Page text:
So there’s a paradox in that trauma and war appear in many cases to result in a vital, true relationship to language that is almost alchemical. It may be that something has been stripped away and made a space for what the language can utter. The paradox lies in that the vets felt isolated from the world they never returned to. They knew something from going through the horror of combat; they possessed a clarity and truth as did their language. Yet they were outsiders, and the words they shared were only heard by each other.

SS: What metaphors (or words or paradigms) come to mind when you think about the creative process? How do you understand and experience the work of writing?

JF: The words “attention,” “permission,” “receptivity,” and “reverie” come to mind when I think of writing and the creative process, as well as “synthesis,” “birth,” “death,” and “utterance.”

It’s a balance between feeling and thinking, a distillation and elaboration of what we know and can discover from internal and external experience as well as what we cannot know but attempt to convey regardless.

I think for me writing is a kind of sounding of unknown depths, a listening and waiting cued by an atmosphere that can link to memory, where something resides and may retrieved, not intact in a literal way, but as a route to something it knows and I may be able to discover. In The Necessary Angel Wallace Stevens writes that each of us is drawn to a particular time of day. My attention to morning is different than my attention to dusk. What each might offer if my attention is engaged is a discovery in time I may be able to make.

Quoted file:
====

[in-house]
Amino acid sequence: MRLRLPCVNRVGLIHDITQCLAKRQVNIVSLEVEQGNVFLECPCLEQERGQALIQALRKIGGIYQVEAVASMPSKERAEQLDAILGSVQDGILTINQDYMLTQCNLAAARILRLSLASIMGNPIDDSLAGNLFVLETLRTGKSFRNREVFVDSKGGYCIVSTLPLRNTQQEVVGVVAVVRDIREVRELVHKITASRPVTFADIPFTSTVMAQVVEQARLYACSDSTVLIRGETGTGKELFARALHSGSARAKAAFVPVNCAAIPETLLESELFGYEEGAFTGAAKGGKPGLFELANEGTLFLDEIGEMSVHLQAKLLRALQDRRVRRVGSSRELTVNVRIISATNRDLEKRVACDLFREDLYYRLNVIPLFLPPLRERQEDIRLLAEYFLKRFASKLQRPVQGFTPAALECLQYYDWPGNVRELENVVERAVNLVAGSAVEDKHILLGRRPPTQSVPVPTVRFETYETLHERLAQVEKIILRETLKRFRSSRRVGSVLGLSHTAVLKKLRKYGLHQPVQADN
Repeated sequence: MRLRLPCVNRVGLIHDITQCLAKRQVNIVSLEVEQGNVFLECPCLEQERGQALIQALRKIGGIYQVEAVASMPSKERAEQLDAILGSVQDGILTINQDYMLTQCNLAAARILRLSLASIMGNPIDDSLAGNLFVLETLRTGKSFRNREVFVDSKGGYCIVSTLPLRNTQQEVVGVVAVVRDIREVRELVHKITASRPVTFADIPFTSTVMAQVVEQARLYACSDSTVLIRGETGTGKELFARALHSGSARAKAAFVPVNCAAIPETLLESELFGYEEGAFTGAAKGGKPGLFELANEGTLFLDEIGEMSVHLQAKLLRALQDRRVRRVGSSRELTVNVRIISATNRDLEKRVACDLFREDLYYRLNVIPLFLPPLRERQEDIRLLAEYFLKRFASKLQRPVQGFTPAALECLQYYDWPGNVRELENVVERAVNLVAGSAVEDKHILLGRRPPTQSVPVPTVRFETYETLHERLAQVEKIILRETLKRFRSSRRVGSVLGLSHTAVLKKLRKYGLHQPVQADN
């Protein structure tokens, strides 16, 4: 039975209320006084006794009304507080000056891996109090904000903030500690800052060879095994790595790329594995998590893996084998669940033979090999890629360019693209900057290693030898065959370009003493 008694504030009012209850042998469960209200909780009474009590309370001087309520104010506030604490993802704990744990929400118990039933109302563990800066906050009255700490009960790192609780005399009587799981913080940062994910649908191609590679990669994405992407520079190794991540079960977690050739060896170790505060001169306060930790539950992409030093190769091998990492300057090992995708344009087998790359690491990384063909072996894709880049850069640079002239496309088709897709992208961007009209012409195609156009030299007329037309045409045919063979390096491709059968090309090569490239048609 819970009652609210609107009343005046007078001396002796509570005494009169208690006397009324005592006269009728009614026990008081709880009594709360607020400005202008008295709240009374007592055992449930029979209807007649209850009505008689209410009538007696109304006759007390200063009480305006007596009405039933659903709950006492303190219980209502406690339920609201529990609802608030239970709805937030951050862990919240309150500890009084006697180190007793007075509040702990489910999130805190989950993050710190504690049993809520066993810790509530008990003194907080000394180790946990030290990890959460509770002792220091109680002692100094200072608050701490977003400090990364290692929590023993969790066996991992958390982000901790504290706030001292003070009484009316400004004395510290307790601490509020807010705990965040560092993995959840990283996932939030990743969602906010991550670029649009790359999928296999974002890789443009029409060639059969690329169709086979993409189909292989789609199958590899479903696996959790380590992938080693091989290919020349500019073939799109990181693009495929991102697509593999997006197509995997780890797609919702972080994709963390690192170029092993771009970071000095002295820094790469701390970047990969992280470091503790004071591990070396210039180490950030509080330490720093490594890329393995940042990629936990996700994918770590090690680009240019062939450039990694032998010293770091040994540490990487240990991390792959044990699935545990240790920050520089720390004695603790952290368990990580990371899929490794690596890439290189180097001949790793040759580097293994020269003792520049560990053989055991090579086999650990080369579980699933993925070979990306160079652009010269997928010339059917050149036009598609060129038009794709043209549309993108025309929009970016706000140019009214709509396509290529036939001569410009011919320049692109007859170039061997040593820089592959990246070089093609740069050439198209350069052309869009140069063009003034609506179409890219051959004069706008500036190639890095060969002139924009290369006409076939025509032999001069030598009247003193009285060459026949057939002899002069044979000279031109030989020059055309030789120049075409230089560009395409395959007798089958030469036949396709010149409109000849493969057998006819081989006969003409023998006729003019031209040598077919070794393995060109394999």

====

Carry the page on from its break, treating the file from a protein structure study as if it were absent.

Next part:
The work of writing involves taking time to be with the process, to get it down, and keep thinking it through, re-seeing and revising until the language appears to be realized. It involves reading and observing, engaging in life and withdrawing from life. I like the term, “cloud-hidden.” It requires daydreaming, reflecting, confronting, and committing to the life of the process along with the daily life you live.

SS: What texts feel necessary to you right now? What are you working on?

JF: This summer I read Seven Loves by Valerie Trueblood, and I am currently rereading it because of the uncanny way the novel peels away through the ache of what we cannot permit to let ourselves authentically see or know to the marrow of a recognition of what it is to go through one’s days on this earth, to be among others, to be young, to grow old, to die, how the weather and the sky are, the taste and hurt, how we lie to ourselves and why.

This book feels necessary to me right now. I am also rereading Wilfred Bion’s, The Long Week-End, 1897-1919: Part of a Life. Also necessary are Emily Dickinson and Rilke. Of course there are others too numerous to name.

I have completed “Provenance (Little Tales),” a manuscript of poems, and “After,” a chapbook manuscript related to mourning. I am currently writing a manuscript of vignettes with a woman who, like myself, grew up with a psychotic mother. The fact of absence in our mothers’ presence informs the vignettes as we go back and forth depending on what sliver of memory has been retrieved: crayons, powder compacts, aprons, or cinnamon toast. Its working title is, “Don’t Interrupt My Caravan.”

Joan Fiset is a psychotherapist in private practice. As a PTSD Contractor with the Washington State Department of Veterans Affairs she has worked with Vietnam veterans diagnosed with Post-Traumatic Stress Disorder. Her book of memoir prose poems, Now The Day is Over, Blue Begonia 1997, won the King County Publication Award. Her poems and prose have appeared in Under the Sun, Raven Chronicles, Crab Creek Review, Cranky, and Switched-on Gutenberg. She collaborated with Xuan Ngoc Nguyen and Yusef Komunyaka on Washing Clothes in Moonlight: The War Stories of Xuan Ngoc Nguyen, a manuscript currently under consideration for publication.